Excerpt from the Preface to A Road Unforeseen
In 1995, the year of the UN Conference on Women in Beijing, I became founding President of a transnational free speech network of feminist writers called Women’s WORLD (Women’s World Organization for Rights, Literature and Development), which drafted a manifesto for Beijing called The Power of the Word: Culture, Censorship and Voice.
We began by describing a world crisis, symptoms of which included the accelerating destruction of the environment; vast movements of population fleeing war and famine; the growing dominance of transnational corporations accountable to nobody but their shareholders; the triumph of free market policies that were impoverishing people all over the world; and the rise of various forms of religious fundamentalism as political movements targeting women and ethnic minorities. “The increasing internationalization and collusion of these movements,” we said, “raises the possibility of a worldwide reactionary movement similar to fascism in the 1920s and 30s.”
Strategically, we could see only one source of hope: an alliance between feminists and other progressive social movements. “All our movements face the same oppressive forces: a New World Order that props up modern dictatorships, and a reactionary traditionalism that represents the worst form of patriarchal control. We have a common vision of a future in which extremes of wealth and poverty will vanish; in which human rights, sustainable livelihoods, universal literacy, and cultural diversity will become the norm; and in which decisions will be made and social conflicts resolved by negotiation, rather than force or domination.”
But were our brothers on the left willing to commit to such feminist principles?
“Again and again,” we said, “women have fought beside men in movements for social change, only to see them set up new ruling elites that left gender and family hierarchies intact, continued to practice the power politics of dominance and submission, and resolved social and personal conflicts through violence or repression.”
“Today, women, particularly women of the South,” we went on, “make up the vast majority of the poor and politically disenfranchised people of the world, the true ‘prisoners of starvation’ and ‘wretched of the earth.’ Thus, any movement for real transformation must make the demands of women central. And, because so many of the chains that bind women are located in the realm of tradition rather than pure politics or economics, a thorough transformation must involve struggles over culture.”
We had no idea that, while we were writing these words, Abdullah Ocalan and Kurdish women activists were wrestling with similar questions and beginning to build a movement that would eventually be able to test its ideas about women’s liberation in practice, using southeastern Turkey and northern Syria as a social laboratory. We can all learn from their experiments. For, with all our freedoms, Western feminists have seldom had the opportunity to test our ideas on a large scale and gain experience in strategic thinking….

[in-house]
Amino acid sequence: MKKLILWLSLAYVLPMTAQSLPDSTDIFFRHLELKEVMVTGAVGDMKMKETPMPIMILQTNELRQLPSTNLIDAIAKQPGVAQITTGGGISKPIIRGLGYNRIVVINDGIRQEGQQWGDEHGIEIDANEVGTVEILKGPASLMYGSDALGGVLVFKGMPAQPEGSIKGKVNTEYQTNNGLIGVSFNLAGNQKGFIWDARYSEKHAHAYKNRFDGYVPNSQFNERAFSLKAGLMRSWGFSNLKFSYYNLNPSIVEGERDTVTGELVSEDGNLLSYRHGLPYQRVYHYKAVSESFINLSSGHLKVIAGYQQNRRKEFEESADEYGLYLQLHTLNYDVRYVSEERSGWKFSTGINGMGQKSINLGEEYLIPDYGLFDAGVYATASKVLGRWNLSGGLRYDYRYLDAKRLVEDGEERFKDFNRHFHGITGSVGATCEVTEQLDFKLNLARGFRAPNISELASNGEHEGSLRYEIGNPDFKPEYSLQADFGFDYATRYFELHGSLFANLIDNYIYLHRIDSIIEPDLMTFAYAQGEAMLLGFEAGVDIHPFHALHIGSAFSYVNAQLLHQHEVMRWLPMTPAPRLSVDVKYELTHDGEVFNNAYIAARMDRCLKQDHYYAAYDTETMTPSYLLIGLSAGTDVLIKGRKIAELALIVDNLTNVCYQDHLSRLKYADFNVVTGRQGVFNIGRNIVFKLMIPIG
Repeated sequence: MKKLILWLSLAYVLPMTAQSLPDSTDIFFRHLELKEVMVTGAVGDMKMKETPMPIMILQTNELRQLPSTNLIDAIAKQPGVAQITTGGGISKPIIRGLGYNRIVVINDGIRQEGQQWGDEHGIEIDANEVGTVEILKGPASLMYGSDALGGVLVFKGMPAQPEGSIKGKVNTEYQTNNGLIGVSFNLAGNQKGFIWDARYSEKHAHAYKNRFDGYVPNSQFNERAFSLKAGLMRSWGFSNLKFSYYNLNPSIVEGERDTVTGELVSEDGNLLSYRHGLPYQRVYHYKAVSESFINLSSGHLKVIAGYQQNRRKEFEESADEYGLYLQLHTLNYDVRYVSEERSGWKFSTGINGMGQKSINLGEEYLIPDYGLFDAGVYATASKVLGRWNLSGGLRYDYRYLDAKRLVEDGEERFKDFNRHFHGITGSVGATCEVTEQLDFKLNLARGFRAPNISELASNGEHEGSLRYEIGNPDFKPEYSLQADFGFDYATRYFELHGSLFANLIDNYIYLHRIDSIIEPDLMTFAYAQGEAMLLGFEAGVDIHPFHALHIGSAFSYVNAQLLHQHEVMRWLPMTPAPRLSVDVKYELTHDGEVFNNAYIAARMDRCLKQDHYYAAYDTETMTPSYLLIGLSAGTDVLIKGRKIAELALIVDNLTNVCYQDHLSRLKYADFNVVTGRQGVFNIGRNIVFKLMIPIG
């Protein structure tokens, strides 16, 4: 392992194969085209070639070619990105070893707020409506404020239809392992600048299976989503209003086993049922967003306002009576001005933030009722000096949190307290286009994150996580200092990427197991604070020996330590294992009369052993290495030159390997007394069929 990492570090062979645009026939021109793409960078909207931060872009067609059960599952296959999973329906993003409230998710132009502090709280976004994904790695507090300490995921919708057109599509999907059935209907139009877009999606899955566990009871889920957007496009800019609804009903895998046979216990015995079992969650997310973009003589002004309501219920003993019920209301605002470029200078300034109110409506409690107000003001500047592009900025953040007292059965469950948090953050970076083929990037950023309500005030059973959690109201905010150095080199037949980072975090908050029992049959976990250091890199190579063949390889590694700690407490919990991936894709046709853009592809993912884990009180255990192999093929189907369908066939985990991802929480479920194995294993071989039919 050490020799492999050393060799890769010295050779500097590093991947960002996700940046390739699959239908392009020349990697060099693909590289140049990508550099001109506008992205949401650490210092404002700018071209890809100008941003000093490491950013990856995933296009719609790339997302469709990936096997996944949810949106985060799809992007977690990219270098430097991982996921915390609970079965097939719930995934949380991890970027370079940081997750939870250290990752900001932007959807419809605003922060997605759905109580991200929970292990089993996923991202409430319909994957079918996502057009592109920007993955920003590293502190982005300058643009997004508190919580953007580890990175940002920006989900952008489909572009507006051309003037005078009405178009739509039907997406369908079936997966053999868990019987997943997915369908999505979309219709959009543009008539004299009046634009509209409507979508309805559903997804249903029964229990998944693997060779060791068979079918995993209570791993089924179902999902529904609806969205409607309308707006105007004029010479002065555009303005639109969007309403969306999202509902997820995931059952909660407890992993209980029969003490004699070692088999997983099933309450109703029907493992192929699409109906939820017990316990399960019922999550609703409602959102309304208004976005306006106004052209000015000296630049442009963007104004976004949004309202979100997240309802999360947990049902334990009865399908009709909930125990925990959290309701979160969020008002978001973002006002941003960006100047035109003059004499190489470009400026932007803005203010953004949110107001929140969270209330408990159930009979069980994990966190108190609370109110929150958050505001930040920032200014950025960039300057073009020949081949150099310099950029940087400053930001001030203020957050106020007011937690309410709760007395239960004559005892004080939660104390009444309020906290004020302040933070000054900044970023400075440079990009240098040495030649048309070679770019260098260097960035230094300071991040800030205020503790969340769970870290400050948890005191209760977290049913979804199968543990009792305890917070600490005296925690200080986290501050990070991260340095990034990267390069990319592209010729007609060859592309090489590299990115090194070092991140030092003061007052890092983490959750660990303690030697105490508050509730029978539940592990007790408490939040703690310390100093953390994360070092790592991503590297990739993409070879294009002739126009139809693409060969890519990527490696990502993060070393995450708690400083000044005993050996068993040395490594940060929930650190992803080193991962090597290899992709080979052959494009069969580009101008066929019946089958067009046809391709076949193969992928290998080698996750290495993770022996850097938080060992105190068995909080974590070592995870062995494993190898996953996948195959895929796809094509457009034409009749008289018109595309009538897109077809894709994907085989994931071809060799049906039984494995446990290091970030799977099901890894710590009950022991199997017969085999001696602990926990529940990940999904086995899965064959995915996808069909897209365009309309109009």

So what makes the Kurdish women’s movement different? Considering that it evolved as part of the PKK, which began as a classic Marxist-Leninist party, how did its members avoid being stopped in their tracks and go on to form militias and become forty per cent of leadership on all levels? Have human beings finally been able to create a political culture that is not split down the middle by gender? And how does that work with being constantly at war? Why were the leftwing militias of Rojava, despite their lack of sophisticated equipment and before they had any air support, the only ground forces able to stand against Daesh? Does their military success have something to do with their ability to draw on the strength of women? Or with their commitment to bottom-up democracy?
This book is an attempt to address these questions. Like a gyroscope, it revolves on two axes. One axis is the collision of three visions of social organization, all reflections of larger global paradigms but particularly intense in Kurdistan: the Islamism of Daesh, the “capitalist modernity” (Ocalan’s phrase) of the Kurdish Regional Government in Iraq, and the new kind of leftwing, non-state, democratic formation developing in the liberated cantons of Syria. The other axis is the role of women in these paradigms.
Ocalan’s dream is that human domination, slavery, and empire will be undone in Kurdistan, by a people he sees as having been so oppressed they had almost lost any sense of their own worth. In his words, “Kurdistan is the place where humanity itself fades away in its most solid form. It is humankind’s oldest cradle. A magnificent victory for humanity may be gained in the place where it has been most ‘deformed’. Such magnificence will be in proportion to the debasement.”
In other words, by disdaining the “ring of power” that we call the state—power that, like Tolkien’s ring, is of no use to people who want to build an egalitarian rather than one based on dominance and submission— he believes that the Kurds will become able to defeat Daesh and al Qaeda, the most vicious enemies of freedom. They will then go on to bring democracy to Syria and Turkey, converting their brothers and sisters who still worship at the shrines of power and consumerism to more humane values. It’s a tall order, as their history will show, but they have already done the impossible just by continuing to exist.